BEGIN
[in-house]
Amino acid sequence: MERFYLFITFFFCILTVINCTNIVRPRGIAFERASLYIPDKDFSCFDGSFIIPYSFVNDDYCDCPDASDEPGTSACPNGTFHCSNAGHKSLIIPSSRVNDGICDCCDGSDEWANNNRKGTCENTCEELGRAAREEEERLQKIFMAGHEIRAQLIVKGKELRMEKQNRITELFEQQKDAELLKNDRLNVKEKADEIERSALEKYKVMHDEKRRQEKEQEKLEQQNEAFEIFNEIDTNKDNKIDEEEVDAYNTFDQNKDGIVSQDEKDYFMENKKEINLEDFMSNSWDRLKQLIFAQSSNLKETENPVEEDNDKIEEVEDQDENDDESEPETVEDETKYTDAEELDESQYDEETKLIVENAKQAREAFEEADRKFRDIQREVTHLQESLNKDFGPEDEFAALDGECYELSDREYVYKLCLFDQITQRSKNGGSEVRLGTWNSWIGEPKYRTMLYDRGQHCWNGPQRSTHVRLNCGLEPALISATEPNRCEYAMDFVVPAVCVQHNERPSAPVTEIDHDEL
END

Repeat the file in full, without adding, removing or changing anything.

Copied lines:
[in-house]
Amino acid sequence: MERFYLFITFFFCILTVINCTNIVRPRGIAFERASLYIPDKDFSCFDGSFIIPYSFVNDDYCDCPDASDEPGTSACPNGTFHCSNAGHKSLIIPSSRVNDGICDCCDGSDEWANNNRKGTCENTCEELGRAAREEEERLQKIFMAGHEIRAQLIVKGKELRMEKQNRITELFEQQKDAELLKNDRLNVKEKADEIERSALEKYKVMHDEKRRQEKEQEKLEQQNEAFEIFNEIDTNKDNKIDEEEVDAYNTFDQNKDGIVSQDEKDYFMENKKEINLEDFMSNSWDRLKQLIFAQSSNLKETENPVEEDNDKIEEVEDQDENDDESEPETVEDETKYTDAEELDESQYDEETKLIVENAKQAREAFEEADRKFRDIQREVTHLQESLNKDFGPEDEFAALDGECYELSDREYVYKLCLFDQITQRSKNGGSEVRLGTWNSWIGEPKYRTMLYDRGQHCWNGPQRSTHVRLNCGLEPALISATEPNRCEYAMDFVVPAVCVQHNERPSAPVTEIDHDEL